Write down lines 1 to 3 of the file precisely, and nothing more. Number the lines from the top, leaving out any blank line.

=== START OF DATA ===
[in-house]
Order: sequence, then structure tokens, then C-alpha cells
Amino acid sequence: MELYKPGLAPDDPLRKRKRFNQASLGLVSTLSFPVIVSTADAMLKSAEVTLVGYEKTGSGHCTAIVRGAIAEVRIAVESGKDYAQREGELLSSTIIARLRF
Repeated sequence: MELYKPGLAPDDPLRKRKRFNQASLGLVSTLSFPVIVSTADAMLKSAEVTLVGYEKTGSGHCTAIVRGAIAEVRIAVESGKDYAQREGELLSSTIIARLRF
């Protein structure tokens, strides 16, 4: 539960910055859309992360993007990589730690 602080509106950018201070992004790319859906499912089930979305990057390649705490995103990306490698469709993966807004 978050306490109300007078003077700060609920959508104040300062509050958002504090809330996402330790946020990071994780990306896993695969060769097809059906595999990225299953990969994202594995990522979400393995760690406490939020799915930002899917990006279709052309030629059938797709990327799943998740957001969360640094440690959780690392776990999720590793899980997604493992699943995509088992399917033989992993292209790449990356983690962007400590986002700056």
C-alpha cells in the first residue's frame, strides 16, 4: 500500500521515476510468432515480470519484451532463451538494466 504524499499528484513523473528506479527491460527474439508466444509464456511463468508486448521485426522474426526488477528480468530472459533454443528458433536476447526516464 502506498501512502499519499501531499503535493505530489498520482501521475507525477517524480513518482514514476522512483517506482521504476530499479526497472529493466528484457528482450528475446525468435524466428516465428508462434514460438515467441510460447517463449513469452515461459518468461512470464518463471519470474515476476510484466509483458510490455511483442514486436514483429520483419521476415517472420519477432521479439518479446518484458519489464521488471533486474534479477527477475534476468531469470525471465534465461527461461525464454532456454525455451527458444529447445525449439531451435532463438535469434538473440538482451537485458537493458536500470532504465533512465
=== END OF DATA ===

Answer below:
[in-house]
Order: sequence, then structure tokens, then C-alpha cells
Amino acid sequence: MELYKPGLAPDDPLRKRKRFNQASLGLVSTLSFPVIVSTADAMLKSAEVTLVGYEKTGSGHCTAIVRGAIAEVRIAVESGKDYAQREGELLSSTIIARLRF